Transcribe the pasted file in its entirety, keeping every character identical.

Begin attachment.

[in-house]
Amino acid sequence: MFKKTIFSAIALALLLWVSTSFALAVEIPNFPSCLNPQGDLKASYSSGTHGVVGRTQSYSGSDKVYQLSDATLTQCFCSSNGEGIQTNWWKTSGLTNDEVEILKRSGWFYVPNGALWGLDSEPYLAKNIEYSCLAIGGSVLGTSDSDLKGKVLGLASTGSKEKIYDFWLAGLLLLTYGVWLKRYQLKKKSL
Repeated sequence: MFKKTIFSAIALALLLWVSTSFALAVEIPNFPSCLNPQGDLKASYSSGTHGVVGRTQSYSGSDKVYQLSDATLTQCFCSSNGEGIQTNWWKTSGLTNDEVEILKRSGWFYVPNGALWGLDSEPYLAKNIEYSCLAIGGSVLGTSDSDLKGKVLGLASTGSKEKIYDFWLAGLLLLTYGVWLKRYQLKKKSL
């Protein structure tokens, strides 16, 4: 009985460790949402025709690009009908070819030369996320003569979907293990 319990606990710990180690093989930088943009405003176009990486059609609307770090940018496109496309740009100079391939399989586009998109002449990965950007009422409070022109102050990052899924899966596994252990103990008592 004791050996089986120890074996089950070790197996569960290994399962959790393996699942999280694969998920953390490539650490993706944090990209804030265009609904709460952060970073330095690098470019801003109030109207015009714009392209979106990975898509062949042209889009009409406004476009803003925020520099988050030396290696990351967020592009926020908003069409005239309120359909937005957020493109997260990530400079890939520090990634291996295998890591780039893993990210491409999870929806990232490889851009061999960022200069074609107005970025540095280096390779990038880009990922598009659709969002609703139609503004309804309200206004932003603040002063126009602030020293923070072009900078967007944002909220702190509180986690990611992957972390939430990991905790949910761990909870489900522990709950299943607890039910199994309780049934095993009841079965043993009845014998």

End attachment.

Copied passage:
[in-house]
Amino acid sequence: MFKKTIFSAIALALLLWVSTSFALAVEIPNFPSCLNPQGDLKASYSSGTHGVVGRTQSYSGSDKVYQLSDATLTQCFCSSNGEGIQTNWWKTSGLTNDEVEILKRSGWFYVPNGALWGLDSEPYLAKNIEYSCLAIGGSVLGTSDSDLKGKVLGLASTGSKEKIYDFWLAGLLLLTYGVWLKRYQLKKKSL
Repeated sequence: MFKKTIFSAIALALLLWVSTSFALAVEIPNFPSCLNPQGDLKASYSSGTHGVVGRTQSYSGSDKVYQLSDATLTQCFCSSNGEGIQTNWWKTSGLTNDEVEILKRSGWFYVPNGALWGLDSEPYLAKNIEYSCLAIGGSVLGTSDSDLKGKVLGLASTGSKEKIYDFWLAGLLLLTYGVWLKRYQLKKKSL
């Protein structure tokens, strides 16, 4: 009985460790949402025709690009009908070819030369996320003569979907293990 319990606990710990180690093989930088943009405003176009990486059609609307770090940018496109496309740009100079391939399989586009998109002449990965950007009422409070022109102050990052899924899966596994252990103990008592 004791050996089986120890074996089950070790197996569960290994399962959790393996699942999280694969998920953390490539650490993706944090990209804030265009609904709460952060970073330095690098470019801003109030109207015009714009392209979106990975898509062949042209889009009409406004476009803003925020520099988050030396290696990351967020592009926020908003069409005239309120359909937005957020493109997260990530400079890939520090990634291996295998890591780039893993990210491409999870929806990232490889851009061999960022200069074609107005970025540095280096390779990038880009990922598009659709969002609703139609503004309804309200206004932003603040002063126009602030020293923070072009900078967007944002909220702190509180986690990611992957972390939430990991905790949910761990909870489900522990709950299943607890039910199994309780049934095993009841079965043993009845014998």